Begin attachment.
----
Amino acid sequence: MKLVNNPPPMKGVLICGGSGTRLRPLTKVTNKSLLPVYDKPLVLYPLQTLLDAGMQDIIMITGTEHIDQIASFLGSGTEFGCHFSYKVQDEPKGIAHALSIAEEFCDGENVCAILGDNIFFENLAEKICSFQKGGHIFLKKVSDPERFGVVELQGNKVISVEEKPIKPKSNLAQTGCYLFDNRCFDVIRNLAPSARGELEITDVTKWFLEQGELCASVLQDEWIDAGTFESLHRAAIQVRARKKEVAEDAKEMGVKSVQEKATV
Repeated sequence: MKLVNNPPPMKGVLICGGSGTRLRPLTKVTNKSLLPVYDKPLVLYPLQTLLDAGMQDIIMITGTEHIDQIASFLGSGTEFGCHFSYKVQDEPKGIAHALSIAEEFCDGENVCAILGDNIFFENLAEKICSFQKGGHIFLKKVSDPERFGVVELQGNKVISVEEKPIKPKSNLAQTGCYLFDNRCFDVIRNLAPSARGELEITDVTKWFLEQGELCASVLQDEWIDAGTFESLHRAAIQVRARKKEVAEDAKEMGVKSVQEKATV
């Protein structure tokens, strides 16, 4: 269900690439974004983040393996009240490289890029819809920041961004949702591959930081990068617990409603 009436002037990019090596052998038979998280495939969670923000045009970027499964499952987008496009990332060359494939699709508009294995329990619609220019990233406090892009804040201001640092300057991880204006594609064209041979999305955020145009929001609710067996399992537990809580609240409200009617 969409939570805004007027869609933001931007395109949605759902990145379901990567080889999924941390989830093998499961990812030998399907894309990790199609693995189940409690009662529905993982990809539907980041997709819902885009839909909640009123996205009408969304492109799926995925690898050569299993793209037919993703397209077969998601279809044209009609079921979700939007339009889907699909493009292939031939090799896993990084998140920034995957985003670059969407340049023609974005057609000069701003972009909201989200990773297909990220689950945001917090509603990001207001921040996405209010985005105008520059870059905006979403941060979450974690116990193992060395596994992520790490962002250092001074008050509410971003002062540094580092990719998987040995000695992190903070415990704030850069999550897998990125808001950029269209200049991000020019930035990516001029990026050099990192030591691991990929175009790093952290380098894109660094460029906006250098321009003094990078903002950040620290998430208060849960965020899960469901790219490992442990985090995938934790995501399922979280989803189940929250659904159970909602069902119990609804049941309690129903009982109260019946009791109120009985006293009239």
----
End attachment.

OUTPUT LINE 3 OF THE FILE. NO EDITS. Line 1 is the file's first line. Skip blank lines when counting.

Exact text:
């Protein structure tokens, strides 16, 4: 269900690439974004983040393996009240490289890029819809920041961004949702591959930081990068617990409603 009436002037990019090596052998038979998280495939969670923000045009970027499964499952987008496009990332060359494939699709508009294995329990619609220019990233406090892009804040201001640092300057991880204006594609064209041979999305955020145009929001609710067996399992537990809580609240409200009617 969409939570805004007027869609933001931007395109949605759902990145379901990567080889999924941390989830093998499961990812030998399907894309990790199609693995189940409690009662529905993982990809539907980041997709819902885009839909909640009123996205009408969304492109799926995925690898050569299993793209037919993703397209077969998601279809044209009609079921979700939007339009889907699909493009292939031939090799896993990084998140920034995957985003670059969407340049023609974005057609000069701003972009909201989200990773297909990220689950945001917090509603990001207001921040996405209010985005105008520059870059905006979403941060979450974690116990193992060395596994992520790490962002250092001074008050509410971003002062540094580092990719998987040995000695992190903070415990704030850069999550897998990125808001950029269209200049991000020019930035990516001029990026050099990192030591691991990929175009790093952290380098894109660094460029906006250098321009003094990078903002950040620290998430208060849960965020899960469901790219490992442990985090995938934790995501399922979280989803189940929250659904159970909602069902119990609804049941309690129903009982109260019946009791109120009985006293009239």